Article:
I love Port Townsend!

Port Townsend's Wooden Boat Festival, photo by Larry Crockett.
Port Townsend, WA is a small town situated amidst the abundant natural beauty of the Olympic Peninsula and the Strait of Juan De Fuca. The downtown is picturesque, the harbor is home to numerous wooden boats, and the people are warm and inviting. This community loves wooden boats, cares deeply about the natural environment, and is dedicated to the stewardship of both. In short, this is my kind of place!

The town hosts the largest and most exciting Wooden Boat Festival on the West coast, and I decided early on that Charlotte had to play there. Tom Dunlop, the author of Schooner, kindly introduced the film to Kaci Cronkite, the Director of the Wooden Boat Festival. Kaci enthusiastically embraced the idea of screening Charlotte at the Boat Festival, and shared the film with Janette Force, the Director of the Port Townsend Film Festival. Kaci and Janette began conspiring and before I knew it they had arranged to screen the film at both the Boat and Film Festivals — this was like winning the lottery … two days in a row! Needless to say, the screenings were wonderful.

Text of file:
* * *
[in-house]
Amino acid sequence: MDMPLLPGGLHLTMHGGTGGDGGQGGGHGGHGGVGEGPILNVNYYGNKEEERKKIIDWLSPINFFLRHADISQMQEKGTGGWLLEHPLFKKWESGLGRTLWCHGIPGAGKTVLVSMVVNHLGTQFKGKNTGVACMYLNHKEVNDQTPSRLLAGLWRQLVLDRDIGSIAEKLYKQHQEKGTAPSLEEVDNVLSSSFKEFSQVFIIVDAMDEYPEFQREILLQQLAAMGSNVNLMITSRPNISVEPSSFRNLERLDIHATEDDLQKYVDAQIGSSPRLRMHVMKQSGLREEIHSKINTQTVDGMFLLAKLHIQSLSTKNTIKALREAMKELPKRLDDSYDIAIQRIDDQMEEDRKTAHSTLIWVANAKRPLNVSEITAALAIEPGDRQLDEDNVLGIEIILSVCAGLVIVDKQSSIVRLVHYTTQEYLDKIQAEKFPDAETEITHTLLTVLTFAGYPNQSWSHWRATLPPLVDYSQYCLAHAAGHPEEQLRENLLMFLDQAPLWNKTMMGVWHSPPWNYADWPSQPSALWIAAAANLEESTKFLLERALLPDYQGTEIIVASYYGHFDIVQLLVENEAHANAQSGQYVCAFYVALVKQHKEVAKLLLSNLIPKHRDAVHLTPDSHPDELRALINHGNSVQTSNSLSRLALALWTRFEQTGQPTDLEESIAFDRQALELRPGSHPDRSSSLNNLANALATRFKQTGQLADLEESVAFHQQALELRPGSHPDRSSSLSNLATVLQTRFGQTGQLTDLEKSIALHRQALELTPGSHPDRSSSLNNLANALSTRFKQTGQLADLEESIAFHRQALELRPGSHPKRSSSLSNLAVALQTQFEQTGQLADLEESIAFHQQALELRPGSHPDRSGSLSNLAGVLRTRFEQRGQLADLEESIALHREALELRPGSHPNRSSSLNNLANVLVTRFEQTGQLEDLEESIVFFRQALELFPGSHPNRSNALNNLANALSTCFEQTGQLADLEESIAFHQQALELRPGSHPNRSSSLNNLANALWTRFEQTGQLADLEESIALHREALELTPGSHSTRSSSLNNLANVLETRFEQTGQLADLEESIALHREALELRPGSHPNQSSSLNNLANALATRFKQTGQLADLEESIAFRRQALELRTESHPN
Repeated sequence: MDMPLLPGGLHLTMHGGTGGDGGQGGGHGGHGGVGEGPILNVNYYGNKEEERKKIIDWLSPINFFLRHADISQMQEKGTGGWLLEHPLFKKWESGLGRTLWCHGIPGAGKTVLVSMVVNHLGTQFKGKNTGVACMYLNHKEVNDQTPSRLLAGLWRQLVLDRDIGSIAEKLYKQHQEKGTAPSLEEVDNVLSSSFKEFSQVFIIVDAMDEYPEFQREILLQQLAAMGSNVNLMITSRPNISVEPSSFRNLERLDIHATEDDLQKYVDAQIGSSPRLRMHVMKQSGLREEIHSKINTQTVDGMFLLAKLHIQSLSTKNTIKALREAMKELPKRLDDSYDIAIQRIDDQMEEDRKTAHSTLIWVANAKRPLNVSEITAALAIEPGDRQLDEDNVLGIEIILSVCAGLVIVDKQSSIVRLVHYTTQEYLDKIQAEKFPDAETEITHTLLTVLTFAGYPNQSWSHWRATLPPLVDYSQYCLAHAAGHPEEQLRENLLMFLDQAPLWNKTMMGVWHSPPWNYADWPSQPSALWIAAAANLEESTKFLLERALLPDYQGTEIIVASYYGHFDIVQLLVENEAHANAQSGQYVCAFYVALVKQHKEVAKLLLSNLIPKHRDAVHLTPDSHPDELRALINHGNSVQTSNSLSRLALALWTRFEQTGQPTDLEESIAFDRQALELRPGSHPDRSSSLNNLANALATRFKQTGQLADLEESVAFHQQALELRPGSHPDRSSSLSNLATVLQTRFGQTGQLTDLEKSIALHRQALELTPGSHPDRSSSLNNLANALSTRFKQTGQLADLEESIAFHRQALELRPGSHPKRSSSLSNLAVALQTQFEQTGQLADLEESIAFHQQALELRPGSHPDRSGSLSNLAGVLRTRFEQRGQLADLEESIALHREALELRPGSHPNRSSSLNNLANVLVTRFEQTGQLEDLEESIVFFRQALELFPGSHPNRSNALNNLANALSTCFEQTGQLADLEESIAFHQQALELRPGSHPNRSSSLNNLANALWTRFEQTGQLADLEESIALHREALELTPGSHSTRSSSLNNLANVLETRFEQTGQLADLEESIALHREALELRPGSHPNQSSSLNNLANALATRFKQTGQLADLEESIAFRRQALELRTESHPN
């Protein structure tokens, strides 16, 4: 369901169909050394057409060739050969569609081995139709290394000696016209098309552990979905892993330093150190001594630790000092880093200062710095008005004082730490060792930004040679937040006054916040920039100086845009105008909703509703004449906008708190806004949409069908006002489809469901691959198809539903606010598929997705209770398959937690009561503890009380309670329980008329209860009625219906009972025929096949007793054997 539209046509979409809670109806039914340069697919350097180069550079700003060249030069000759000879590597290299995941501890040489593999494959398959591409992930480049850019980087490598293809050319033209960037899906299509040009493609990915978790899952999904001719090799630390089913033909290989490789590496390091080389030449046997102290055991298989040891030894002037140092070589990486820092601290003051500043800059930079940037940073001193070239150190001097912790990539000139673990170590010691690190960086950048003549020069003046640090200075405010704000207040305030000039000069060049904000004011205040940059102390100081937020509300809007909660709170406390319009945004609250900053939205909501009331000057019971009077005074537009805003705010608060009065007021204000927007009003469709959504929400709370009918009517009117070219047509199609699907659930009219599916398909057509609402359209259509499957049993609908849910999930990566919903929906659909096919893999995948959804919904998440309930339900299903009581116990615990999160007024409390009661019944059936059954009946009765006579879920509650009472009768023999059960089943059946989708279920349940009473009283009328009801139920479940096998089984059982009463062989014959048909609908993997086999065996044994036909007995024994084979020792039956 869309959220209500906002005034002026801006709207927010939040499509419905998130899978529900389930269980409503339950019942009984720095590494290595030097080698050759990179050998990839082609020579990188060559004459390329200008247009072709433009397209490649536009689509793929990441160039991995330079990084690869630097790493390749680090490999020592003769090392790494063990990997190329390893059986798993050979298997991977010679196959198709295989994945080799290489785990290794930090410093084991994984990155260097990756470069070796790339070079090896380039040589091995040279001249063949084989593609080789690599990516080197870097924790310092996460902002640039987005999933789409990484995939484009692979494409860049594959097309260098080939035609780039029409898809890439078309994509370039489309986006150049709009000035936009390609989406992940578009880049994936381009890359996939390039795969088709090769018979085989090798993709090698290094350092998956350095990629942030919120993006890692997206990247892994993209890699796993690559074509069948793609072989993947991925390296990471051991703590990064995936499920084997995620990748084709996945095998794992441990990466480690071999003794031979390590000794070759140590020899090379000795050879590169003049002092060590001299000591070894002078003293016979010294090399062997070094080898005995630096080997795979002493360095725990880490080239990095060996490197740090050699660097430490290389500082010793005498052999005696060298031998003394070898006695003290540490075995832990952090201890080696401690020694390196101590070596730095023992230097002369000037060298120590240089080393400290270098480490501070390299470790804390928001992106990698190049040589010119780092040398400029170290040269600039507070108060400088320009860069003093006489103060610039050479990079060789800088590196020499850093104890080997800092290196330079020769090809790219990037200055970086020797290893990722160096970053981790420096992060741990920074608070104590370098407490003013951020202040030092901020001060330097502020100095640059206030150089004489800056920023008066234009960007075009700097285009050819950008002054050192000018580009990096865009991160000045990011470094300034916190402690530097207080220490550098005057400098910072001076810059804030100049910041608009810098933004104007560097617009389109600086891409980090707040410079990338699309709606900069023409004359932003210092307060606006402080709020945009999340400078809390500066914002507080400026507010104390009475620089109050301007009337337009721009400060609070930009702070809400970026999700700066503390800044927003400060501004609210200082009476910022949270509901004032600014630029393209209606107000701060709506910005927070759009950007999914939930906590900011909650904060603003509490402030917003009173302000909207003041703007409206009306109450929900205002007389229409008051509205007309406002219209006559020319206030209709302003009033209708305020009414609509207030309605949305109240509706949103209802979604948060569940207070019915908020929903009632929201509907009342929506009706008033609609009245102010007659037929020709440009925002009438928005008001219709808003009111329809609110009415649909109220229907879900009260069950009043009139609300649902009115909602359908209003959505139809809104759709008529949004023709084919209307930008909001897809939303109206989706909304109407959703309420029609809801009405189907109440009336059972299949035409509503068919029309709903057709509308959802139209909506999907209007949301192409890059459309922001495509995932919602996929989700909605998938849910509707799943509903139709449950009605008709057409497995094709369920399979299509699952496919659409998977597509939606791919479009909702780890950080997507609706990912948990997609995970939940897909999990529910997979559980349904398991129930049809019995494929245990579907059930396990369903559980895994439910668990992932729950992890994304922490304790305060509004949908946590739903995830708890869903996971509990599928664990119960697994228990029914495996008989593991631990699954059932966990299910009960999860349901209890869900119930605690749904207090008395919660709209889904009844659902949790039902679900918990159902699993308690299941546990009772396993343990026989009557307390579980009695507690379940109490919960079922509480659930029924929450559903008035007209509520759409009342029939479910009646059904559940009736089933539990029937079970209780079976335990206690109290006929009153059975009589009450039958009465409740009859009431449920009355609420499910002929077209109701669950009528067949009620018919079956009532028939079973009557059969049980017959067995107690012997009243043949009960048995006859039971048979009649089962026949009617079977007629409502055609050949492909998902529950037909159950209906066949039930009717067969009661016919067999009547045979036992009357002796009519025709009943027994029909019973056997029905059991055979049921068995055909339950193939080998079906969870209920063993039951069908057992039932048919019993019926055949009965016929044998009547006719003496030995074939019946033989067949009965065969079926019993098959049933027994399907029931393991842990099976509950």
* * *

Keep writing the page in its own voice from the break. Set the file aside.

Kaci and Janette are smart, passionate, energetic people who are tireless advocates for their organizations and their community at large. When I attended the Boat Festival, I realized that Port Townsend was packed with such inspiring and committed people. In many ways Port Townsend reminds me of Martha’s Vineyard. Both communities value and promote human decency, mutual support, personal expression, a can-do spirit, and living responsibly within the natural environment. These communities nourish their members and make important things possible. Local organic farming, wooden boat building, grassroots film festivals — you name it — wouldn’t exist without a supportive community.

I would like to think that the abundance of wooden boats accounts for some of the outstanding qualities I’ve found in each of these places. People who love wooden boats generally appreciate craft, tradition, community, beauty, the natural world and express these values in realms far removed from boats. Connectedly, the presence of wooden boats (and the boat wrights and boat yards that build, restore, and maintain them) radiate these values back into the larger community. To put it bluntly: good people love wooden boats, and wooden boats bring out our better selves. Can wooden boats save the world? Probably not, but the values they embody are essential for building communities that cultivate human happiness and well being, and that’s why I love Port Townsend (and Martha’s Vineyard).